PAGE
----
... it fast. Haul away." Chunky was something of a heavy weight. It required the combined efforts of those at the top to haul him out. Dragging Stacy to the surface, Tad dropped beside the fat boy, giving him a shake and peering anxiously into his eyes, ...
— The Pony Rider Boys in the Grand Canyon - The Mystery of Bright Angel Gulch • Frank Gee Patchin

... and country was reached on June 28, when in the town 105 pollen grains were deposited, and in the country 880 grains. The number of grains deposited was found to vary much, falling almost to zero during heavy rain and rising to a maximum if the rain were followed by bright sunshine. Mr. Blackley found that the severity of his own symptoms closely corresponded to the number of pollen grains deposited on his glasses. Mr. Blackley devised some ...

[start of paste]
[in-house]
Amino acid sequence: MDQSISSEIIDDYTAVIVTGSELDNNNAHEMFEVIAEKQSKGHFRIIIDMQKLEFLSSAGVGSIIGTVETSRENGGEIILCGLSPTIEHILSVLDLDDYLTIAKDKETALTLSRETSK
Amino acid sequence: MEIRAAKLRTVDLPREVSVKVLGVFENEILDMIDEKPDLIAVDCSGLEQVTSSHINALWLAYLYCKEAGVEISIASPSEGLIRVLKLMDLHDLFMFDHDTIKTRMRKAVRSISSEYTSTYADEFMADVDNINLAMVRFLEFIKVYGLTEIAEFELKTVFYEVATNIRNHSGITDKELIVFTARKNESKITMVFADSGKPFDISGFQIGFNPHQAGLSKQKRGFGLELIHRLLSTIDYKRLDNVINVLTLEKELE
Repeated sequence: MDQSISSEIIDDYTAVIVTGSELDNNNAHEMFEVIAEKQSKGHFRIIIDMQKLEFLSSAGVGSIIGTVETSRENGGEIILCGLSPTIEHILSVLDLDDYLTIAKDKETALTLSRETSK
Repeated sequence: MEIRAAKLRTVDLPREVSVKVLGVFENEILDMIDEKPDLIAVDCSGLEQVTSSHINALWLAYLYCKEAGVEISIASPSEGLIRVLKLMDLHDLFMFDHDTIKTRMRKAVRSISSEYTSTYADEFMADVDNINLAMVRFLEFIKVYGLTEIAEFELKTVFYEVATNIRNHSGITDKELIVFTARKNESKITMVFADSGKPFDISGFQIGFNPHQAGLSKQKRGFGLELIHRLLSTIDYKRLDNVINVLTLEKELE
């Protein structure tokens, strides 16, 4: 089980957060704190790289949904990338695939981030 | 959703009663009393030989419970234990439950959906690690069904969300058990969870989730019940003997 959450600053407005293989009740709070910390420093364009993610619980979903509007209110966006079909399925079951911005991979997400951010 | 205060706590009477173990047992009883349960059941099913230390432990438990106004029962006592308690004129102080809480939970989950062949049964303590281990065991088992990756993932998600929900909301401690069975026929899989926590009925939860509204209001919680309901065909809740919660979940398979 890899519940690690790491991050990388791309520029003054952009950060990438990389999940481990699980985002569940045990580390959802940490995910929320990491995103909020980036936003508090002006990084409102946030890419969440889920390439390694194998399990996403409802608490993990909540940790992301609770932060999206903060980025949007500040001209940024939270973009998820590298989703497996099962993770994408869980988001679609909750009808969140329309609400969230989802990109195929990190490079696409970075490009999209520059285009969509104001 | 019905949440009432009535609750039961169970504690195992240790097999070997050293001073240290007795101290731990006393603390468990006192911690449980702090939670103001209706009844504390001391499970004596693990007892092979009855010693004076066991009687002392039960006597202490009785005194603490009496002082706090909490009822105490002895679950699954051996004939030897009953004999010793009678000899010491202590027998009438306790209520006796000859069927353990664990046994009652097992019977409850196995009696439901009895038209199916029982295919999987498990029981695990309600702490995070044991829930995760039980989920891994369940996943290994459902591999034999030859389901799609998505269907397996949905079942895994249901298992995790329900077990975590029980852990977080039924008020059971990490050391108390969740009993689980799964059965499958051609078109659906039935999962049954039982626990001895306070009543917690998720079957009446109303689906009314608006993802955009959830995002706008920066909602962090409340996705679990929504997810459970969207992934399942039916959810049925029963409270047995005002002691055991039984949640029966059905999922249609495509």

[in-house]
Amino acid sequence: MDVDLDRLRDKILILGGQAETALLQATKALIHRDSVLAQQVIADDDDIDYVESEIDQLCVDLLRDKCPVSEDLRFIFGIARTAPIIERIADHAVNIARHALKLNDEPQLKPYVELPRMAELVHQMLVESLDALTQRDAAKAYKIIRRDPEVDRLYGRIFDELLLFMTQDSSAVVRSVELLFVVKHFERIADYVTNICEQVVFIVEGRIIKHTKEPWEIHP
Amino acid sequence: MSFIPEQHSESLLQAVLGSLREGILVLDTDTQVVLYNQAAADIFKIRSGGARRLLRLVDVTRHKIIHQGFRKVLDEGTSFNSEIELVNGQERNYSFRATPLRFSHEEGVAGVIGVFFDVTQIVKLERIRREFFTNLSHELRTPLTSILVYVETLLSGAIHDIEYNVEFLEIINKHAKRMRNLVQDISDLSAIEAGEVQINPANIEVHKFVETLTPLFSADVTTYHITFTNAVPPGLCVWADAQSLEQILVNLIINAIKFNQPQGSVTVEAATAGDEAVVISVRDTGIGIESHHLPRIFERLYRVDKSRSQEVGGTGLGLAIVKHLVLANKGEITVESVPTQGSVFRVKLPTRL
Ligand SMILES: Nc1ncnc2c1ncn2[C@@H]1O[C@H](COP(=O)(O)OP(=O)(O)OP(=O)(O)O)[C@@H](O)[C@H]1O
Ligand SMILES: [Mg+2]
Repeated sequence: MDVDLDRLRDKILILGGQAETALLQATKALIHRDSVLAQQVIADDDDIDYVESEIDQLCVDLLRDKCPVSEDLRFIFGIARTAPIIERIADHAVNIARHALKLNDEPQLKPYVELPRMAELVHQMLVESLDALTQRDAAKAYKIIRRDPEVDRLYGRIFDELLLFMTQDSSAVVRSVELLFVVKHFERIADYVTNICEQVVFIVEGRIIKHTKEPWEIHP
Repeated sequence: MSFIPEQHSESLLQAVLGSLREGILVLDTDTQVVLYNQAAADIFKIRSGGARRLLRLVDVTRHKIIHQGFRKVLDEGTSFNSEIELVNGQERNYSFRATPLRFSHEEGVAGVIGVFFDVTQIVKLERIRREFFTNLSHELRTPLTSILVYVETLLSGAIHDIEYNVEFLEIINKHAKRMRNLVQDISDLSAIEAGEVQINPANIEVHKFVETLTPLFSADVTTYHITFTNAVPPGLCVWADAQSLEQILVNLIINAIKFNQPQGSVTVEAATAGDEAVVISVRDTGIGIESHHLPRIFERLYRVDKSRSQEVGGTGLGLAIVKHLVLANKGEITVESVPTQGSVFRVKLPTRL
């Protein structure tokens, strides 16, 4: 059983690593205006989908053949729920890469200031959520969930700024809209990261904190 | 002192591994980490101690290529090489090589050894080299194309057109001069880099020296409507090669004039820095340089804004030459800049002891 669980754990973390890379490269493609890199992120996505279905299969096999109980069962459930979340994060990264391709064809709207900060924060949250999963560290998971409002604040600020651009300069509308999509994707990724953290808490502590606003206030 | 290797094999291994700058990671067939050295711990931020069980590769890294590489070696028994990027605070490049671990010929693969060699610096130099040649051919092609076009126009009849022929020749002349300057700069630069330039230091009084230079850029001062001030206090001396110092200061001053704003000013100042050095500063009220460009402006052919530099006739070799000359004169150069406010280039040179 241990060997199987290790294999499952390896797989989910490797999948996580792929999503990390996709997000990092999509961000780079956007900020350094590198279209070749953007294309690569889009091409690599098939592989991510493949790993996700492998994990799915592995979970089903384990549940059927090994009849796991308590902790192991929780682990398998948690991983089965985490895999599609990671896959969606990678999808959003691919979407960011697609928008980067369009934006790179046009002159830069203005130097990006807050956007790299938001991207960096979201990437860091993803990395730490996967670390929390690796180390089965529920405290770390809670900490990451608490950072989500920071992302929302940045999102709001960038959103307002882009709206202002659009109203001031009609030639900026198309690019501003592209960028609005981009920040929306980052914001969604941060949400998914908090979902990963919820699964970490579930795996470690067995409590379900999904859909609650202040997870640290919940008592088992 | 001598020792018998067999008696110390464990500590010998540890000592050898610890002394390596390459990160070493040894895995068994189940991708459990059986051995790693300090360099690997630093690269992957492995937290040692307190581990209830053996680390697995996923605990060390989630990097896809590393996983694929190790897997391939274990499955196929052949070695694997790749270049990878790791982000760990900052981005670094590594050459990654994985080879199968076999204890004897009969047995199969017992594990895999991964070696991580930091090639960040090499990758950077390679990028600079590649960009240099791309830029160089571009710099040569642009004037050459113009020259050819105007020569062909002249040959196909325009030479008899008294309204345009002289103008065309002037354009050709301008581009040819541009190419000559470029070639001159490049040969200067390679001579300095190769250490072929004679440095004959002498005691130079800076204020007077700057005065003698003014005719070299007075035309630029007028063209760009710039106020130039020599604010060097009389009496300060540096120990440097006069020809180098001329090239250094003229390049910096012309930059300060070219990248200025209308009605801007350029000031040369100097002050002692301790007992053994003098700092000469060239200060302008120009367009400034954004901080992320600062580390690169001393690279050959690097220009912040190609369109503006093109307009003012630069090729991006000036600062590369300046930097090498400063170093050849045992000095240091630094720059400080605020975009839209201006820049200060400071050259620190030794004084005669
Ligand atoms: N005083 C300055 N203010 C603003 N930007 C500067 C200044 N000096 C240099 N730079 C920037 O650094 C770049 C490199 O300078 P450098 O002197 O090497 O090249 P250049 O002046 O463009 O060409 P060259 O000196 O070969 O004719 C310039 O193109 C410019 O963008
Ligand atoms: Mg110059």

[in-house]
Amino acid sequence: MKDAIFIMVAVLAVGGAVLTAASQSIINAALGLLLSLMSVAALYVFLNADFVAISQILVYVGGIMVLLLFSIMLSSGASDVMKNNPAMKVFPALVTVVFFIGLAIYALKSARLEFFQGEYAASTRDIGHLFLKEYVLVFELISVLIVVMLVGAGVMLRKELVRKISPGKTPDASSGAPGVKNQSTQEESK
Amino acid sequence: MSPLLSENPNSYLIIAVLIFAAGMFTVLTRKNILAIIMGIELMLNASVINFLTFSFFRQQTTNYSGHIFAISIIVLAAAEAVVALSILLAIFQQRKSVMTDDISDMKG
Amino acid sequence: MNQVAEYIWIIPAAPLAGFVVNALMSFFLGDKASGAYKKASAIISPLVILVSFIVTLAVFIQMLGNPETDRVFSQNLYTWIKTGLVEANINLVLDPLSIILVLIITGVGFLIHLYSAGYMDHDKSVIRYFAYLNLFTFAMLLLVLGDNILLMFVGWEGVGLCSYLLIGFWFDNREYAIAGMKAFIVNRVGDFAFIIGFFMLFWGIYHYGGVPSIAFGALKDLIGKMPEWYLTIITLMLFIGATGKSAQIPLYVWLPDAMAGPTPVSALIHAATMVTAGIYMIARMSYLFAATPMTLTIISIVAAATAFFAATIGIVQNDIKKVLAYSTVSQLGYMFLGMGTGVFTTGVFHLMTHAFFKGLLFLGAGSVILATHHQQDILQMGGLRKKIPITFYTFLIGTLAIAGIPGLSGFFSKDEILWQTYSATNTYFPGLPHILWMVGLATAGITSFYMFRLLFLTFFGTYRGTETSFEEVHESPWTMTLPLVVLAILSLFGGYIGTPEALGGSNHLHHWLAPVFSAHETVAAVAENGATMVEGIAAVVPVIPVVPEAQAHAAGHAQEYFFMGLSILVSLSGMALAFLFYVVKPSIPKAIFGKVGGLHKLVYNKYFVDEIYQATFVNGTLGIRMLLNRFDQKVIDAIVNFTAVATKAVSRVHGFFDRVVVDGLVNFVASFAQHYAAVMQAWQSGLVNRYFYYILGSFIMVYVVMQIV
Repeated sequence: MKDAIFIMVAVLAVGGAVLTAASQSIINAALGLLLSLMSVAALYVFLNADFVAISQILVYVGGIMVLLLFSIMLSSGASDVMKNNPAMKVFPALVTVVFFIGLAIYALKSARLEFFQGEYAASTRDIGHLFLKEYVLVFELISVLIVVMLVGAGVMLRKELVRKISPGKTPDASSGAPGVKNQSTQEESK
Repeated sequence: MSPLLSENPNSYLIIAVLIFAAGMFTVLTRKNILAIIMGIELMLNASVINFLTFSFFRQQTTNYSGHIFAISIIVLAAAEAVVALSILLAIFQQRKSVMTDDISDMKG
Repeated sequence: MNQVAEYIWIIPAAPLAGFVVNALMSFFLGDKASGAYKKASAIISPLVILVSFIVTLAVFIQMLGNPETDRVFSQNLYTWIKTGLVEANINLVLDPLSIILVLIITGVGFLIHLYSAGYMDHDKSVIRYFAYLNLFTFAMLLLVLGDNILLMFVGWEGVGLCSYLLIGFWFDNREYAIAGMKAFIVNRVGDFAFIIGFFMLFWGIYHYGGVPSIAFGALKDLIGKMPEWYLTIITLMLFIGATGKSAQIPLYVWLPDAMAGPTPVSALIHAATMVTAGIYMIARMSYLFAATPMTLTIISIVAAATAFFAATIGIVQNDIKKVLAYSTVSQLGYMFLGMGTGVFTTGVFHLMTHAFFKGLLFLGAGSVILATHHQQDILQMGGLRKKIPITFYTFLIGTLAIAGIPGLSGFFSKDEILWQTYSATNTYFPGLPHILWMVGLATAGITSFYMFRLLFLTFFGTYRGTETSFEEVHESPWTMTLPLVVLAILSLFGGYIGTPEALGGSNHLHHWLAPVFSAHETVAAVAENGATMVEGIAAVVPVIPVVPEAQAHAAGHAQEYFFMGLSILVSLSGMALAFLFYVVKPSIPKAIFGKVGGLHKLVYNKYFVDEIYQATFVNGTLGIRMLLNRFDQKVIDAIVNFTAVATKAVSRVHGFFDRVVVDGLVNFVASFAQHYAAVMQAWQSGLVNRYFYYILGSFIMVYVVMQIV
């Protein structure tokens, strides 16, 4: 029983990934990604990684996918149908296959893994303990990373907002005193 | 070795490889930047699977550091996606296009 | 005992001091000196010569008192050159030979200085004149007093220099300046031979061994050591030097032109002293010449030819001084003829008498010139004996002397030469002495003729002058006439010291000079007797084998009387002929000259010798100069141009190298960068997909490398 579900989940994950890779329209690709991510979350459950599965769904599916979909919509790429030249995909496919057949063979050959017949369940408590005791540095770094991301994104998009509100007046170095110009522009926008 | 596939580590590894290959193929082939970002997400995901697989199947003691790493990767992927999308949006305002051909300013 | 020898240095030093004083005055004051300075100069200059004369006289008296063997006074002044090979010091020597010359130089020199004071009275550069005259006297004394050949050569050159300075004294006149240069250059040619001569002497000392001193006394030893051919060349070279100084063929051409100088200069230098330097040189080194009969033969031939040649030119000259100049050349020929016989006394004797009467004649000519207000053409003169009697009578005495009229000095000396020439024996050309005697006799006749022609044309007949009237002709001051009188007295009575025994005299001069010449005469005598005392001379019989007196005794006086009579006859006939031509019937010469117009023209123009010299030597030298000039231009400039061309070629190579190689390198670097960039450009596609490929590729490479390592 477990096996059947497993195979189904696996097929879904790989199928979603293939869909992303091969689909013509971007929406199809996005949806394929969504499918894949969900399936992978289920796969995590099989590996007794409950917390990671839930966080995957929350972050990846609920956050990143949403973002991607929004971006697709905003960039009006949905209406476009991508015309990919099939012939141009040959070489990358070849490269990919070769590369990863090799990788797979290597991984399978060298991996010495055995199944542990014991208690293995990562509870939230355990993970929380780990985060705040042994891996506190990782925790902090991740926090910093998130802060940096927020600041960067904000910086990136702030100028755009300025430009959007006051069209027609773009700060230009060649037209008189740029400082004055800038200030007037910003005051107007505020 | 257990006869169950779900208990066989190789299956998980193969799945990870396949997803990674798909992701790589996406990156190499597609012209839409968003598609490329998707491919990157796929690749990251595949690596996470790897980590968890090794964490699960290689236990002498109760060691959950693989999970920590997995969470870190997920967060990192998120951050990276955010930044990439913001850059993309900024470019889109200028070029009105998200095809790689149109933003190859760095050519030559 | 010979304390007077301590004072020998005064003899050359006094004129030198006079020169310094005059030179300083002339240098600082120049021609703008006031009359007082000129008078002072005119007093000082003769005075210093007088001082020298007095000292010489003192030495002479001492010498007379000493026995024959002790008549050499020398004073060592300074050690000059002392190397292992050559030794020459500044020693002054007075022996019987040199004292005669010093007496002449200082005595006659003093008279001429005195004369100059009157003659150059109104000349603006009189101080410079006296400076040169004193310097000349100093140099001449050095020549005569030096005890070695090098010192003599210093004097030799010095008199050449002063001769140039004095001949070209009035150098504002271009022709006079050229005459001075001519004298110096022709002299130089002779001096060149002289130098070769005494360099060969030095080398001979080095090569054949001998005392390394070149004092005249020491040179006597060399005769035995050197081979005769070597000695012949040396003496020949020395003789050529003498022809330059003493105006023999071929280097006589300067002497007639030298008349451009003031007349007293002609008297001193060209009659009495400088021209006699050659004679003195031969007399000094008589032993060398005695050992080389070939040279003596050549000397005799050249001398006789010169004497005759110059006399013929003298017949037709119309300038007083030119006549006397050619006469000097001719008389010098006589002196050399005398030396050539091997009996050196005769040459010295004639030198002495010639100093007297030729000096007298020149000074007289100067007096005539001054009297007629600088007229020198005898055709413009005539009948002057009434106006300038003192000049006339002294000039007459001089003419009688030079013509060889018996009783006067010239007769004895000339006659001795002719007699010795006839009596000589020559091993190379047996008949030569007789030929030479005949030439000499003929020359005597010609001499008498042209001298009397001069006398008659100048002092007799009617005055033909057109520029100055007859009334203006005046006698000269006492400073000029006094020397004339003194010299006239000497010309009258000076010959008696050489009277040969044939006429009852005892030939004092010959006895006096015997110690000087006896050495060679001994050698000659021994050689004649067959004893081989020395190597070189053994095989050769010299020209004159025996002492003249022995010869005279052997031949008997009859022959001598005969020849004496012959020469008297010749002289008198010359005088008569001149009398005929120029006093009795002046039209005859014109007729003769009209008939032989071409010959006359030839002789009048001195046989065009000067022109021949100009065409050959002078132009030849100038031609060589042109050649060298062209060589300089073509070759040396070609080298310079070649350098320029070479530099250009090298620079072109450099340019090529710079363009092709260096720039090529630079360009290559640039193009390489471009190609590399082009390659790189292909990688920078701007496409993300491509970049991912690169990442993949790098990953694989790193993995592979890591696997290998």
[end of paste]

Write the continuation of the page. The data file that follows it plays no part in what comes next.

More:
— Scientific American Supplement, No. 595, May 28, 1887 • Various

... first-class Hindoo idol, and is treated as a god in fashionable restaurants, where he entertains riff-raff at sumptuous banquets. I had some slight acquaintance with the fellow, but he greeted me as though I were a long lost intimate—his heavy sensual face swagged in smiles—and invited me to a supper party. I declined with courtesy and walked away in fury. He would not have presumed to ask me to meet his riff-raff before I became disgustingly and I suppose to some minds, ...
— Simon the Jester • William J. Locke

... be a rubber bag and was evidently heavy by its looks, the part on the ground being deep in the sand as if it had ...
— The Hilltop Boys - A Story of School Life • Cyril Burleigh